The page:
Some people want fame. Others want fortune. Almost everyone would love to have some combination of both. But, all that Jeff Garlin of “Curb Your Enthusiasm” fame really wants is someone to eat cheese with, preferably someone within the greater Chicago area.
In his first feature, which he also wrote and directed, Garlin chronicles his search for an amorous dining partner with an effortless charm and honesty that makes for a sweet, albeit frothy, little indie flick.
The film’s justifiably awkward title, “I Want Someone to Eat Cheese With,” is the most obvious badge of its indie identity. As the film progresses, though, the title makes more and more sense. Garlin’s character, James Aaron, is a somewhat autobiographical, sad-sack sketch of himself – he’s an overweight improv actor with Chicago’s famous Second City troupe struggling with confidence issues and his love-hate relationship with food. He is also close to 40 and still living with an equally lovably, quirky mother.
When he gets unceremoniously dumped by his girlfriend, a fellow improv actress, James goes on hapless search for a new woman that he can share real romance with. He wistfully mentions, during a stroll through the park with his love interest Beth – played to insouciant perfection by the inimitable Sarah Silverman – that there are always young lovers sitting together on the grass, eating cheese. This leads to the inevitable title-drop within the movie, but Garlin manages to pull it off in a genuine and understated way. It is clear that he desperately wants to abandon his lonely, junk food existence for a fulfilling, more protein-rich experience with a real woman and a healthier lifestyle. Almost any viewer can identify with that, though some may say that cheese might not be the best supplement. For James, it is a start.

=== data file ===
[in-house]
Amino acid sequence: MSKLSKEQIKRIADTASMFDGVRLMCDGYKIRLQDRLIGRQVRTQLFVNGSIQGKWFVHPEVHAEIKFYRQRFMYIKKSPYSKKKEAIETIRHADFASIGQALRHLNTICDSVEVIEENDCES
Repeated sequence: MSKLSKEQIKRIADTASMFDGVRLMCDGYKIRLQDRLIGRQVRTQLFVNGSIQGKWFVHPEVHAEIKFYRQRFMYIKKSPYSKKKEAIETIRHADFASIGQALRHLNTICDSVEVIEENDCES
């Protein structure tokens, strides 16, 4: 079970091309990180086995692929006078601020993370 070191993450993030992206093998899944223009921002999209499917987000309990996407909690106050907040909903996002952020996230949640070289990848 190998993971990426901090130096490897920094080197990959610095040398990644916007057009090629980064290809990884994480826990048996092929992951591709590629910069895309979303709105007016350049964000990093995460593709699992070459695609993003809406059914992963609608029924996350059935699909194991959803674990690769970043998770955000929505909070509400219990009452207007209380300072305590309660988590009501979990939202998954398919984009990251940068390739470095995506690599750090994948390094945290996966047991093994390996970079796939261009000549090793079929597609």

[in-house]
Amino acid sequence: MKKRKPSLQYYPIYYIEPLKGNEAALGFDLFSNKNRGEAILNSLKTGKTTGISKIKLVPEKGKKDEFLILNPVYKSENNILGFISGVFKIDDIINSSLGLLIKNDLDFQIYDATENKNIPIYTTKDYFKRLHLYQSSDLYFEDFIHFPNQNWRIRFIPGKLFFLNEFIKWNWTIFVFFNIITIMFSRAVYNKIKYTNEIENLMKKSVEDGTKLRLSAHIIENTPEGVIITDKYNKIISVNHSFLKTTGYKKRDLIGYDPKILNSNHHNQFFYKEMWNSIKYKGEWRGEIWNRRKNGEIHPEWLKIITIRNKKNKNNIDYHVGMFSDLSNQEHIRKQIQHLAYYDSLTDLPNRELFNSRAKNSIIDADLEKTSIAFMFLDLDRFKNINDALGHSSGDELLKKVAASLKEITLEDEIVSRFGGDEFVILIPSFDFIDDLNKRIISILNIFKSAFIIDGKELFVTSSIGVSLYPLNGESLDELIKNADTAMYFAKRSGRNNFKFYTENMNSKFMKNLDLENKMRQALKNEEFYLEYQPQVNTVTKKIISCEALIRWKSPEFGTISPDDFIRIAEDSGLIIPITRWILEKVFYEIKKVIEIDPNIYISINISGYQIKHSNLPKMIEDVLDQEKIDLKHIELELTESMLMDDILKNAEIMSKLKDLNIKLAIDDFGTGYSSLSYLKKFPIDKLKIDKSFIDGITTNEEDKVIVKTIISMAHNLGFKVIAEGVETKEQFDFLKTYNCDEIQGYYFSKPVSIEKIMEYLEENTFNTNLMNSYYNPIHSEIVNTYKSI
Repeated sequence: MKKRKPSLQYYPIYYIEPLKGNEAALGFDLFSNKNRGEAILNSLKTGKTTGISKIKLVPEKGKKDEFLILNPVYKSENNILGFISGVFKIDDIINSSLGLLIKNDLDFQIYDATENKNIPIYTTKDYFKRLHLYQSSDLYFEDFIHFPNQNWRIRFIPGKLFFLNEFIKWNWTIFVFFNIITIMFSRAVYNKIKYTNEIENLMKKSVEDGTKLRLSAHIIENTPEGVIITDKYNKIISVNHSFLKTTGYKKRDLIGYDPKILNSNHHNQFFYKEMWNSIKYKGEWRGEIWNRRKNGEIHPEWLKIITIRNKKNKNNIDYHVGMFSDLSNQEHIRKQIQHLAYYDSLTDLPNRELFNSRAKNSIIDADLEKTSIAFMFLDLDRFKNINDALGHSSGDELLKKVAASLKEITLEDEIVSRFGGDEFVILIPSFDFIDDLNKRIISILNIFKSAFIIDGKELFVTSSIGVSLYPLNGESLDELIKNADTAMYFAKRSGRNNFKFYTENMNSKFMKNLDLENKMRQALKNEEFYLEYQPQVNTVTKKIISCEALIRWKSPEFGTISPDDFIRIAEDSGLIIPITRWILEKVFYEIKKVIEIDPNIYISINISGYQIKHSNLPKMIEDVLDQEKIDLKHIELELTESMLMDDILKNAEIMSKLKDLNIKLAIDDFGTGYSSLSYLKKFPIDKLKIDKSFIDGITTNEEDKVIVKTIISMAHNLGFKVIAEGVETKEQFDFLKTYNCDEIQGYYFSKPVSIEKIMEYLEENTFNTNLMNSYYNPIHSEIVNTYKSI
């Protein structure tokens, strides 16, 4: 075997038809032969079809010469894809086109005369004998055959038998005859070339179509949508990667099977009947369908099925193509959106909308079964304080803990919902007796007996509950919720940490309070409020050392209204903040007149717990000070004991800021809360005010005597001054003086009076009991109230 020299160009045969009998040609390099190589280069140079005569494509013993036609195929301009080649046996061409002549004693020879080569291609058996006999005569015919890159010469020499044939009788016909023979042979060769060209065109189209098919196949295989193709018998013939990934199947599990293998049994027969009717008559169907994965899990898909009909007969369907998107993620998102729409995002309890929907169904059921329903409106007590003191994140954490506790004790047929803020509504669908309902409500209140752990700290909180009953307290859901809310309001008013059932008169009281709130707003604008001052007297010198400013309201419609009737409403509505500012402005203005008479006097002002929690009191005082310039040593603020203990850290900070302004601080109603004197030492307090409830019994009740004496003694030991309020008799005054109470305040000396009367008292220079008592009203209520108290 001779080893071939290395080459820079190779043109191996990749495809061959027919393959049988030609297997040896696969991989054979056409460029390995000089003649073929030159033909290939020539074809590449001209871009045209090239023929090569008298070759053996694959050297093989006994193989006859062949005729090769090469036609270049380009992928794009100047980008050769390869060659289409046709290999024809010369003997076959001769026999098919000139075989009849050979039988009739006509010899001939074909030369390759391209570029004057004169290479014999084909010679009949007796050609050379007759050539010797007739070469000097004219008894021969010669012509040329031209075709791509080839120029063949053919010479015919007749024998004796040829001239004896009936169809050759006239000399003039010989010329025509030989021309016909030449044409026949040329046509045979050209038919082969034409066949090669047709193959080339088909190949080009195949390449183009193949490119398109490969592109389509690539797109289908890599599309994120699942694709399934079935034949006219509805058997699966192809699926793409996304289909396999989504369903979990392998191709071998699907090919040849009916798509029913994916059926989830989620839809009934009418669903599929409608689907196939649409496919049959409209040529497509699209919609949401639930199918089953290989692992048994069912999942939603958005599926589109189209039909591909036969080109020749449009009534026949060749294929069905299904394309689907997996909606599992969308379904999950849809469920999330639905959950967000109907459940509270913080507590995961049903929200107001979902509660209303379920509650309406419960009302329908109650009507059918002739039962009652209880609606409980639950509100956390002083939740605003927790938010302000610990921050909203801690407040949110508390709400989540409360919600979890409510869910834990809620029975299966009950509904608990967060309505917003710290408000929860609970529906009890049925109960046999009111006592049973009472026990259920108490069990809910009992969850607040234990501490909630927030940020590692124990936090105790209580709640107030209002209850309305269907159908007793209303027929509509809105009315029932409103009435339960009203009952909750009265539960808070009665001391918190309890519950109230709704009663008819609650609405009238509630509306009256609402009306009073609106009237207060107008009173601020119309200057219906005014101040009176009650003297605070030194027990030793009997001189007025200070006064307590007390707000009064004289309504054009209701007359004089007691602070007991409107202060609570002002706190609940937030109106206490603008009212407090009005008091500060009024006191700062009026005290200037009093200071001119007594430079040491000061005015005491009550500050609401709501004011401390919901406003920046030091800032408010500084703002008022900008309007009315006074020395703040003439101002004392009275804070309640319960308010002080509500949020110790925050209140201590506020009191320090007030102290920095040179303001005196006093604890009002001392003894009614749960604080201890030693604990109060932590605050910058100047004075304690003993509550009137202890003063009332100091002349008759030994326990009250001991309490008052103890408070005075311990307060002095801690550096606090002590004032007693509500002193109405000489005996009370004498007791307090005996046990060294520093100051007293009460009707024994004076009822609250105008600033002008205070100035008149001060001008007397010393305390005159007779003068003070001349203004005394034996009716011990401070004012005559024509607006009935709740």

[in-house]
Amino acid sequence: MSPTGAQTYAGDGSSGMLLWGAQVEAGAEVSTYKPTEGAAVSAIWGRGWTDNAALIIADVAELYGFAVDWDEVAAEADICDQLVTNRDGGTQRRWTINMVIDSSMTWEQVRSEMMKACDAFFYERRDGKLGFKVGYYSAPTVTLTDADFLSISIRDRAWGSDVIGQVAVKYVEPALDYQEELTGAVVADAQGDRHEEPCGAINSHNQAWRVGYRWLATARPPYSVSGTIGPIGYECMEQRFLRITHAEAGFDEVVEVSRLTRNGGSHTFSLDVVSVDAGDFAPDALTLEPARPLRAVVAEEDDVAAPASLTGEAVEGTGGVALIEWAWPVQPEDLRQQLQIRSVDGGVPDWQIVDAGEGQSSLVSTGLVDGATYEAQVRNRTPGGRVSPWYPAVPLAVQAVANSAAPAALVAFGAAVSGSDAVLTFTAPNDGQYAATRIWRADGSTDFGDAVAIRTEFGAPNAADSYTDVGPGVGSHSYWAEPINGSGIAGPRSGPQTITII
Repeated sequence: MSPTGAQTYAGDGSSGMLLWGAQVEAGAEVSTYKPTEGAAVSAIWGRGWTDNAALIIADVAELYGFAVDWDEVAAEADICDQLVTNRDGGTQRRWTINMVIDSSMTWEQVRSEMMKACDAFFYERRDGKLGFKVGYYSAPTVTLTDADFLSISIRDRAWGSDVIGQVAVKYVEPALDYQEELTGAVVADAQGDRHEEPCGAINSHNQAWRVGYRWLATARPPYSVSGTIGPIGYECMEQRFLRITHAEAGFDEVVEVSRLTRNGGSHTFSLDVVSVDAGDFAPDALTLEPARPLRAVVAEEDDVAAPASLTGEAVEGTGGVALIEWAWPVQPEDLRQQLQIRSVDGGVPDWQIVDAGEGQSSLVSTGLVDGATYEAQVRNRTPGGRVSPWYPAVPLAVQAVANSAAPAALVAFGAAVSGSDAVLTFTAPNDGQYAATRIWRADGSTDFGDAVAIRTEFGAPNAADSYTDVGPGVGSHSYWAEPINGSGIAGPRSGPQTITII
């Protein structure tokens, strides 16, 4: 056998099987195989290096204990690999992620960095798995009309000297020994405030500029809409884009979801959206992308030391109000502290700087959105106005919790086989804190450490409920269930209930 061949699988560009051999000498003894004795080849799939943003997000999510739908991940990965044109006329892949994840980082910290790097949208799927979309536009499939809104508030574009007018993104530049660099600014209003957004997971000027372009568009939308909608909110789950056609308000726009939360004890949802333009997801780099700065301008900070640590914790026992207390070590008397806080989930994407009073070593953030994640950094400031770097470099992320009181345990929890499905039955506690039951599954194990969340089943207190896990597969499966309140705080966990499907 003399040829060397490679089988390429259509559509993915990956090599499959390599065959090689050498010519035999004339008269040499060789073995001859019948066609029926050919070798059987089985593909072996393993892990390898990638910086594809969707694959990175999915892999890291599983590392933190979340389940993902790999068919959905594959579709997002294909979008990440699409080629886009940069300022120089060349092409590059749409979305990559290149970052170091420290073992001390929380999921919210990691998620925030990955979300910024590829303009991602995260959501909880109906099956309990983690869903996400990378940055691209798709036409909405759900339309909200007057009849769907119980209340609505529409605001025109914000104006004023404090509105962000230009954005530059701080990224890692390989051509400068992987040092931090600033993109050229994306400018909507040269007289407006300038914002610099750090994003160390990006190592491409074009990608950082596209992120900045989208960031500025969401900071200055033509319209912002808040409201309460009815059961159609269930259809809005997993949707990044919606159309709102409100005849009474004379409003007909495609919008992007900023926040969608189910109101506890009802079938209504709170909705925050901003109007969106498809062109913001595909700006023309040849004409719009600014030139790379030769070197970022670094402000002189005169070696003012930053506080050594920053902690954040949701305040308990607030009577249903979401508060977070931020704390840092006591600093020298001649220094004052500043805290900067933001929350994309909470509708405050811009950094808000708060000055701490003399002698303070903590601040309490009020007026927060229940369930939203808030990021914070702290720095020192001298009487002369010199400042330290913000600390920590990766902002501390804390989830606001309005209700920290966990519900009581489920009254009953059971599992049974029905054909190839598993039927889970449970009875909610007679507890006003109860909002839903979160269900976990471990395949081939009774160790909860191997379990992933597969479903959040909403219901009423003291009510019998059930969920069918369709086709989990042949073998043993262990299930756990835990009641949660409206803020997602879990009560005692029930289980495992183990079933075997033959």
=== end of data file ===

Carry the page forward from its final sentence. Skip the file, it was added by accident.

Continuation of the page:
Too bad old habits are hard to break. Somehow James gets roped in by the manically idiosyncratic and sexy Beth, only to find that romantic fulfillment is harder to achieve than he originally thought. The dry, “Curb” style comedy really begins to come into play at this point as James reacts nervously to Beth’s aggressive nature while he simultaneously develops feelings for a jazz-loving school teacher named Stella – played equally well, and with a surprising amount of acerbic wit, by the underused and underrated Bonnie Hunt. Now would be a good time to mention that the film is populated by a slew of solid, B-list actors and actresses that keep begging the question, “What else have I seen them in?” Two characters that really shine are the surly convenience store owner, played by Dan Castellaneta of “The Simpsons,” and Amy Sedaris’ as the completely whacked-out guidance counselor.
Eventually, it is the quirkiness of all the characters involved and each actor’s improvisatory skills that keep the film’s action light and enjoyable. The plot imitates most other romantic-comedy arcs and its quick, disjointed resolution leaves much to be desired. However, like the difference between a cheese stick and full meal, the plot may fail to fully fill up finicky audiences but it does provide plenty of satisfaction in the heat of the moment. Overall, Garlin’s debut remains surprisingly enjoyable, but really only worth a single viewing – perhaps with your own favorite cheese-eater.